We are all exceedingly aware of how COVID-19 has dramatically impacted public gatherings. One need only check a preferred news source to read about the terrible social cost this past year has taken. Many are feeling isolated and alone. And in-person conferences have become both a relic of the past and a hope for the future.
But there is a silver lining! Virtual event offerings have exploded. They are often less expensive for attendees than their in-person counterparts. And they save people the time and expense of travel. This allows folks who otherwise are not able – or willing – to travel the chance to meet with and learn from colleagues from near and far.
…Makes In-Person Difficult…
As part of our duties as the members-at-large for the New Jersey Association of School Librarians (NJASL), my co-member Beth Raff and I are tasked with planning the NJASL Mini-Conference for Spring 2021. Traditionally, this event takes place in the library or school of an NJASL member kind enough to lend their space for a get-together.
After a general membership meeting, members volunteer to share ideas and information through short workshops and poster sessions oriented around a theme. It’s a great chance for NJASL members to network and catch up.
All NJASL members are invited to attend. But in the past, attendance numbers have generally been under 100 school librarians, plus some exhibitors. New Jersey is not a small state, making it impractical for many members to attend in-person events for a state-wide organization.
…But Opens Up New Possibilities!
This year, we are taking the NJASL Spring event online! This has opened up a whole new realm of possibilities as we plan and prepare. Removal of the barriers of physical travel provided us with session proposals from a much wider range of presenters.
All of the remote instruction we’ve been doing also inspired our theme: Rethink, Refresh, Reboot!
NJASL recently began an initiative to engage with allies to enhance awareness of all that school librarians can do for their schools. We’re using the requirement of moving our mini-conference into virtual space to help us move that initiative forward.
We’ve opened up proposal submissions and registration beyond school librarians. And thanks to careful resource management, strategic partnerships, sponsors, and grants (particularly from LibrayLinkNJ), NJASL has found a way to make the event free to all registrants!
Normally, I believe that you get what you pay for. Free events often reflect this.
But the school library world is wonderful at sharing. And many of us have taken to heart the message that we are #BetterTogether.
Combined with the removal of financial and geographic barriers, the #NJASLSpring21 event has become pretty epic!
- We have Amy Hermon, school librarian and host of the School Librarians United podcast, giving our keynote from her home in Michigan.
- We have school libraries activist and blogger K.C. Boyd providing a closing address from Washington, D.C.
- We have nearly 50 fifteen-minute “virtual poster sessions” lined up, running in a series of concurrent sessions between 8 a.m. and 1 p.m. These will be recorded and available to registrants for 30 days after the event, thanks to our virtual platform provider, Eduscape.
- With three weeks left until the March 13 event, we already have 200 attendees registered! While New Jersey is in the house in a big way, we also have folks registered from all over the country: Pennsylvania, New York, Connecticut, Massachusetts, New Hampshire, Maine, Iowa, Virginia, South Carolina, Louisiana, Michigan, Colorado, Texas, Arizona, Missouri, and California. We even have international registrants from Canada!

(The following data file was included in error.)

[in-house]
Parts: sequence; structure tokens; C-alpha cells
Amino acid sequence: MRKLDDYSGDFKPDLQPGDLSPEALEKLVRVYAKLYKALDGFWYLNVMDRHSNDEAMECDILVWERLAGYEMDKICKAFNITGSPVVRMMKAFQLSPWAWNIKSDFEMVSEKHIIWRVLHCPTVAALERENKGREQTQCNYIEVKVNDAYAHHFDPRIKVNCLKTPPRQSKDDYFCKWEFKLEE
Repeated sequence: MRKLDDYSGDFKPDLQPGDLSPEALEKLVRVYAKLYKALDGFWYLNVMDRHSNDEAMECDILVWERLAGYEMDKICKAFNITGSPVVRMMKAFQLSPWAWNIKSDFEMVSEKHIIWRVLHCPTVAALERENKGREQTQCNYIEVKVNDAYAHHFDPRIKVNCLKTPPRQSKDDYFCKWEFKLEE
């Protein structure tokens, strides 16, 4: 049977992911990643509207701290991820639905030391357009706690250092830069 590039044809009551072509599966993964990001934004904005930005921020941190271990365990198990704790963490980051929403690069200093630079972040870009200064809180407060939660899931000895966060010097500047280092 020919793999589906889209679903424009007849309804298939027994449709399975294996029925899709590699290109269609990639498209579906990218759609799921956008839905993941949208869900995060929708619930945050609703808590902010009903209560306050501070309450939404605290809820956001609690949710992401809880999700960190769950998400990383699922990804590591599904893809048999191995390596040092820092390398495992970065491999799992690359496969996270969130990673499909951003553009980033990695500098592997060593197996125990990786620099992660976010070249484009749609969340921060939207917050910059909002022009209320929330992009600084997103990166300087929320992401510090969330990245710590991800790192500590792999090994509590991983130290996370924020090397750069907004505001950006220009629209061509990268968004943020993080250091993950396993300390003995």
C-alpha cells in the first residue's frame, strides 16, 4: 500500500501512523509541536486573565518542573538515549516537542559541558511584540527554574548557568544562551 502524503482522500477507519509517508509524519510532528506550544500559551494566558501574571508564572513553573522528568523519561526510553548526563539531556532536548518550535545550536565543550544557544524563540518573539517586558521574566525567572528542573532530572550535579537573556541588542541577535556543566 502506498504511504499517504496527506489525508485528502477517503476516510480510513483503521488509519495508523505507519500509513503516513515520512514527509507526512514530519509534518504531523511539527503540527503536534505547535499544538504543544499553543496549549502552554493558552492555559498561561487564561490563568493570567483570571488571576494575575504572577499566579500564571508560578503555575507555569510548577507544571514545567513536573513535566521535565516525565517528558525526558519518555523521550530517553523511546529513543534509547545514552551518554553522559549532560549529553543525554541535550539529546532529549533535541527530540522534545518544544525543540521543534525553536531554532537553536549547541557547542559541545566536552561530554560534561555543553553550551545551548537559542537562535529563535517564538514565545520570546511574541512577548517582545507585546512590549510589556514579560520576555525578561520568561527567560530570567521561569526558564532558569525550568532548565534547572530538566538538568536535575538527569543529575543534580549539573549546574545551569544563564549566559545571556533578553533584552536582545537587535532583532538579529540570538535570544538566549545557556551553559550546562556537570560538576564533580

A lot of what we’ve accomplished in planning this event comes down to using free resources and friends. Our website, bit.ly/njaslspring21, is a free Google Site. We used free Google Forms for our solicitations and registrations. We used the free add-on FormMule to auto-send messages to presenters. Our schedule is arranged and visible through Google Sheets. MI student Grace McCusker designed the amazing logo as a favor.
We have been lucky to know people who are willing to share their knowledge and skills with their peers for free. We were able to advertise and promote the event for free via social media, with strong pushes on Twitter, Facebook, and Instagram. And we have been fortunate to see first-hand that we are #BetterTogether!
We are also fortunate to have found a great virtual platform provider in Eduscape. We used Eduscape as our platform host for the major NJASL Annual Conference in December 2020, and their abilities, service, and cost made it a no-brainer to work with them again.
We haven’t even gotten to the actual event yet, but we are thrilled with how it has come together so far! There’s no doubt that in-person events offer some major benefits. But it’s impossible to deny that having online events also opens up a wide range of possibilities. I am already considering plans for a virtual (or possibly hybrid) #NJASLSpring22 event.
I look forward to telling you next month about how the event comes off!
And maybe I’ll see you there!
Author: Steve Tetreault
Steve has been teaching for over 20 years, mostly middle school English Language Arts. He has earned an M.Ed. (2006) and an Ed.D. (2014) in Educational Administration and Supervision, and completed an M.I. degree in Library and Information Science (2019). He is certified as a teacher, school library media specialist, supervisor, and administrator. He is an old dog constantly learning new tricks!